Innovation Diary: Why economic revival has its own challenges for UK entrepreneurs

 
Tom Welsh
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FOR BUSINESSES weathering a difficult economy, hoarding cash has been the order of the day. Research by Capita Asset Services found that FTSE 100-listed UK firms increased their cash holdings by 34 per cent in the five years since 2008.


But as the economic pendulum swings, investors are grumbling. Apple, which according to Moody’s holds 10 per cent of all US corporate cash (if you discount financial firms), has revived the interest of activist Carl Icahn. He wants it to spend $150bn buying back stock. Icahn, however, isn’t the only one wondering what companies will do with their reserves.

The question extends to small and medium-sized enterprises (SMEs), the subject of research released by Deloitte today. In the most optimistic results since the advisory firm started surveying entrepreneurs in 2008, 82 per cent expect their business to grow by at least 10 per cent in the next year. And after years of saving and waiting for recovery, 56 per cent now say they will use cash to finance growth. Animal spirits seem to be returning to the sector: while 32 per cent were actively stockpiling cash in 2012, just 15 per cent are doing so now.

THE LIVING DEAD
Not immediately investing profits, of course, isn’t always a bad thing. As Keith Willey of London Business School noted in Deloitte’s 2012 research, “careful management of a cash buffer is only prudent”. Firms ultimately fail through lack of cash, not lack of profit.

And saving doesn’t imply lack of expansion. Organic growth – through what Mark Doleman, head of entrepreneurial business at Deloitte calls a “bunker mentality of cost reduction, margin enhancement, stockpiling cash” – can be sensible.


But now the pendulum has swung, this leaves many facing a quandry. If entrepreneurs have spent five years stuck in a steady-as-she-goes mindset, how can you upscale rapidly? As Willey notes, “the entrepreneurial scene is haunted by what venture capitalists call the living dead – the companies that survive bad times but fail to grow in the good.”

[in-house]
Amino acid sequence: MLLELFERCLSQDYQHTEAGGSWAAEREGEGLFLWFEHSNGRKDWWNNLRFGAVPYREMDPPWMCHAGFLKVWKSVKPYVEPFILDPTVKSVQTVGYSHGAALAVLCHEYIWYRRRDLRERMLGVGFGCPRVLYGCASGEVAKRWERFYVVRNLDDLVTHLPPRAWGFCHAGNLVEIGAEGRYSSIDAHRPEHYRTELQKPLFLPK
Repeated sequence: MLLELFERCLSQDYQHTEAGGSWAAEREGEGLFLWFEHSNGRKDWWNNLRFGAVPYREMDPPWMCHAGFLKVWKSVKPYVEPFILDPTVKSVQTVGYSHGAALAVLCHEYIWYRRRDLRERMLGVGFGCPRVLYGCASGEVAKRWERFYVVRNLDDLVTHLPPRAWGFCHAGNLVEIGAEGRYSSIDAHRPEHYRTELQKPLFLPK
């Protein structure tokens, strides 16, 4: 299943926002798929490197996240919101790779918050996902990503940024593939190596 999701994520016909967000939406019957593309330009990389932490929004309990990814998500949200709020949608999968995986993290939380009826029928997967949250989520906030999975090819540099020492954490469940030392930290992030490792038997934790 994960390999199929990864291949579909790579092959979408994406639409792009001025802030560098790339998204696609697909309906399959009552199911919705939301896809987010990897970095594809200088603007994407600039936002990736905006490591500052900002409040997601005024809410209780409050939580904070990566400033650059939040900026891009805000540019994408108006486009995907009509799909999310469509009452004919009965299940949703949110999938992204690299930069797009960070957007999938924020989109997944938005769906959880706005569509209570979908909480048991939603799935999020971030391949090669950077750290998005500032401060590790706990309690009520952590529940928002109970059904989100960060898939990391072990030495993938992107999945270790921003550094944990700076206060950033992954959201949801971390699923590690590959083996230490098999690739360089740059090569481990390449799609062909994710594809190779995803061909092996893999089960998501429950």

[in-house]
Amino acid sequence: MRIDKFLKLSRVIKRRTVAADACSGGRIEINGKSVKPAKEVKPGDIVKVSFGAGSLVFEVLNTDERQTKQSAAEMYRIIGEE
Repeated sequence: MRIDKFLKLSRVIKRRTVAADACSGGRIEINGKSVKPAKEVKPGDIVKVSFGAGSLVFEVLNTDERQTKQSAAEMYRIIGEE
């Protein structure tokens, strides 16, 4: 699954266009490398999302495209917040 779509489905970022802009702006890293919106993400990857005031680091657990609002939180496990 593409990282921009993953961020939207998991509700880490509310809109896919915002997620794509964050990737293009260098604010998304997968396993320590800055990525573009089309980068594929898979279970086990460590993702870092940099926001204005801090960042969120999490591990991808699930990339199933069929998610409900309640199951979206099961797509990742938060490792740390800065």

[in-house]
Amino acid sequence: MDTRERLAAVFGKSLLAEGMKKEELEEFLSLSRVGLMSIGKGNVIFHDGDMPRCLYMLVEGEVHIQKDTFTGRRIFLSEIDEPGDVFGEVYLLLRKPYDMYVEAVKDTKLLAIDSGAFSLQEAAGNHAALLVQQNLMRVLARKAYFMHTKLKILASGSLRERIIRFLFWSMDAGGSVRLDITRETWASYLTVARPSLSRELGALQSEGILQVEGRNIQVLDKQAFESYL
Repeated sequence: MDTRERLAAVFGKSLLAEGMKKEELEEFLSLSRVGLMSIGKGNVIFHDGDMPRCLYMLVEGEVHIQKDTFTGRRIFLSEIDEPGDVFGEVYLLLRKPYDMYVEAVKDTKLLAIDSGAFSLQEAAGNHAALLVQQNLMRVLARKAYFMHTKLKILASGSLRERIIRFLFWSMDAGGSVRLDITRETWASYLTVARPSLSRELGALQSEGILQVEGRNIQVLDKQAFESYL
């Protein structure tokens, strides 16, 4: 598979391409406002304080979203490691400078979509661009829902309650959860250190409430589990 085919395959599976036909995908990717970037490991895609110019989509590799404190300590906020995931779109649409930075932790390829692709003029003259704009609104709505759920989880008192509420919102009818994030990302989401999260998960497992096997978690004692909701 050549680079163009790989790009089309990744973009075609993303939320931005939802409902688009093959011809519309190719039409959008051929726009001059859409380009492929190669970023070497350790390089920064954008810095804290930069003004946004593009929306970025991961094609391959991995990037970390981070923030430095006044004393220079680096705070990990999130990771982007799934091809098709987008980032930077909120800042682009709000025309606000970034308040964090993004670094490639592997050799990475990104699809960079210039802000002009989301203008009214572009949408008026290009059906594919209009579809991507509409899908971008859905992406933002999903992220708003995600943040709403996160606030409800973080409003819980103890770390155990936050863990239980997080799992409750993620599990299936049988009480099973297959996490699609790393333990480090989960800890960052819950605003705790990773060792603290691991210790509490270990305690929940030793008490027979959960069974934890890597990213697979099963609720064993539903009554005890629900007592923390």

ESSENTIAL QUALITIES
“It’s about the business model,” Doleman says. “Most people are unclear about how they will change their model for growth.” This is partly reflected in Deloitte’s results. Nearly half of companies said that organic growth would still be their main strategy this year. But the 30 per cent or so who say they’re going to boldly create new products or services, or enter new markets, may have distinct qualities.

First, there’s the nature of the firms themselves. “Every leader has to ask whether they have an inherently scalable business,” says Willey. And if margins have been sacrificed in the lean years – possibly including staff cuts, and the offloading of then-unneccessary internal expertise – he argues that it’s important to “call the changes and make sure to get on the next wave of growth not the last one.”

Second, “people still struggle with technology,” says Doleman. “Most entrepreneurs aren’t using digital technologies at all.” Nearly 40 per cent of the sample didn’t embrace social media. Companies that will really grow over the next few years will be those that make the right investment decisions now. “If I were a SME, I wouldn’t even bother with back office finance or IT services. I’d outsource it all,” says Doleman. He also suggests investment should be focused on improving customer interaction: “successful businesses drive the highest levels of customer satisfaction.” Better analytics could be another key priority.

POSITION TO EXPORT
But Doleman says that the best way entrepreneurs can position for growth is by rethinking their markets – notably by pivoting towards export. In the results, there was “pretty much the same ratio of businesses exporting last year to this year. People are saying it takes too long, or it’s too difficult.”

Overcoming these barriers is partly about rethinking the countries you’re targeting. RBS research last month found that easy markets like Taiwan were under-represented among exporters for unclear reasons. But Doleman also says out that many companies are guilty of over-analysing the barriers. “There are low cost solutions. Find someone to partner with and test the ground.”

Tom Welsh is business features editor at City A.M. @TWWelsh